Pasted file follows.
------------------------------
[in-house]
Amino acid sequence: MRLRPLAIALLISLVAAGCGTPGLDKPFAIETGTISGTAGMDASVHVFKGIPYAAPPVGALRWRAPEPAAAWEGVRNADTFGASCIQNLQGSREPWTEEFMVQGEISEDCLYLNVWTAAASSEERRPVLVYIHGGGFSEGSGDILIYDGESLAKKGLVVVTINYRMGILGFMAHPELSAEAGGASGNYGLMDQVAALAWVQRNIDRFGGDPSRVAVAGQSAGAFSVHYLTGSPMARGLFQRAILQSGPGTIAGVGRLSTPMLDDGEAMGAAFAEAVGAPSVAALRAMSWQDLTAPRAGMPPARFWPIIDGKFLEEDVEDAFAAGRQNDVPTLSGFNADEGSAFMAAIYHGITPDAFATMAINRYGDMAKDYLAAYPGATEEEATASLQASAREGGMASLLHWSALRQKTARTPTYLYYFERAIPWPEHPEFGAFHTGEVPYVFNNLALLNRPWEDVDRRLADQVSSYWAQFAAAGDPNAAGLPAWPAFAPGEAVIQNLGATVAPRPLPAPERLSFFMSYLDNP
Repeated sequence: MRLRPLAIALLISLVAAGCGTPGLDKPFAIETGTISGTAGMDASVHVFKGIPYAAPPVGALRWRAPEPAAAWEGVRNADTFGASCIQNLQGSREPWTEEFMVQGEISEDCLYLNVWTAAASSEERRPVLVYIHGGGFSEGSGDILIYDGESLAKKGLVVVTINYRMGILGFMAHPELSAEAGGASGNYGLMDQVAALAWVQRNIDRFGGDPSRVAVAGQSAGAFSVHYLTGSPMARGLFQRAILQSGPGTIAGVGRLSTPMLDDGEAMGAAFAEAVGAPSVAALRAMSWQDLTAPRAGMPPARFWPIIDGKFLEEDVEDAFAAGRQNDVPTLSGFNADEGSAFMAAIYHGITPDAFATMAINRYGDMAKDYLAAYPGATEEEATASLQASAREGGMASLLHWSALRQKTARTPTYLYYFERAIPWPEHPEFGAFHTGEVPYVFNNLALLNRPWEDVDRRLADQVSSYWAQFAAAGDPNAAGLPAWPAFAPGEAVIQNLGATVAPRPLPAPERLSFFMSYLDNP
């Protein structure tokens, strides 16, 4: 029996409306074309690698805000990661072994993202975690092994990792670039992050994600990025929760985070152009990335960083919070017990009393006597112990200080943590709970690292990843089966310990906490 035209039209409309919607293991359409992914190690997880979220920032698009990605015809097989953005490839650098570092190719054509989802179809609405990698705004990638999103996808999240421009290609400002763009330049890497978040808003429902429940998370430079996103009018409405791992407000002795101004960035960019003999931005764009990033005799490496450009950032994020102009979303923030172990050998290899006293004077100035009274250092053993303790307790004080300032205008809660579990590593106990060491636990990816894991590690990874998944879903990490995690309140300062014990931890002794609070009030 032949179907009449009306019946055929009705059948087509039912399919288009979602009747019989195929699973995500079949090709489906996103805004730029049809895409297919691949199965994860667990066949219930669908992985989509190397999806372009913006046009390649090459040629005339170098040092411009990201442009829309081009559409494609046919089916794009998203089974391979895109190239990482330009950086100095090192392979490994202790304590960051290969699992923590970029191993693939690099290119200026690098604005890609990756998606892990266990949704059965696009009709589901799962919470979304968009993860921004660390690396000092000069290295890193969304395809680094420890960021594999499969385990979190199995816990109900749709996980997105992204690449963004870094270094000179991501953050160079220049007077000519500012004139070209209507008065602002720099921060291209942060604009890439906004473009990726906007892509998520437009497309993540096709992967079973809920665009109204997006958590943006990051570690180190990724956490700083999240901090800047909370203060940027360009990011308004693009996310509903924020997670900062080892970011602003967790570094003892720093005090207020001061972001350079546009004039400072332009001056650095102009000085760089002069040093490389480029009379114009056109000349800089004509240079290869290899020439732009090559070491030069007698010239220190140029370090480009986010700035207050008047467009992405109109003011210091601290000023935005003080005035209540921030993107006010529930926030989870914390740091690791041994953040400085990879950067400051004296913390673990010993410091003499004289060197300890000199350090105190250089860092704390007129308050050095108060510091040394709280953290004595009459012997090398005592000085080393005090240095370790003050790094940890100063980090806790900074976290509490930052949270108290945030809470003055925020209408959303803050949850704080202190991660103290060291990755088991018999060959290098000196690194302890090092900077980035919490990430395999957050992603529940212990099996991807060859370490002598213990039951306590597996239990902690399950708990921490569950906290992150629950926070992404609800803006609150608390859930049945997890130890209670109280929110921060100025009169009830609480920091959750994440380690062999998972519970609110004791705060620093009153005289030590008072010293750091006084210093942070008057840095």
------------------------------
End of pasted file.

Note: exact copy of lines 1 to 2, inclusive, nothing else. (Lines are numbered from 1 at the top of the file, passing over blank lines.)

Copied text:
[in-house]
Amino acid sequence: MRLRPLAIALLISLVAAGCGTPGLDKPFAIETGTISGTAGMDASVHVFKGIPYAAPPVGALRWRAPEPAAAWEGVRNADTFGASCIQNLQGSREPWTEEFMVQGEISEDCLYLNVWTAAASSEERRPVLVYIHGGGFSEGSGDILIYDGESLAKKGLVVVTINYRMGILGFMAHPELSAEAGGASGNYGLMDQVAALAWVQRNIDRFGGDPSRVAVAGQSAGAFSVHYLTGSPMARGLFQRAILQSGPGTIAGVGRLSTPMLDDGEAMGAAFAEAVGAPSVAALRAMSWQDLTAPRAGMPPARFWPIIDGKFLEEDVEDAFAAGRQNDVPTLSGFNADEGSAFMAAIYHGITPDAFATMAINRYGDMAKDYLAAYPGATEEEATASLQASAREGGMASLLHWSALRQKTARTPTYLYYFERAIPWPEHPEFGAFHTGEVPYVFNNLALLNRPWEDVDRRLADQVSSYWAQFAAAGDPNAAGLPAWPAFAPGEAVIQNLGATVAPRPLPAPERLSFFMSYLDNP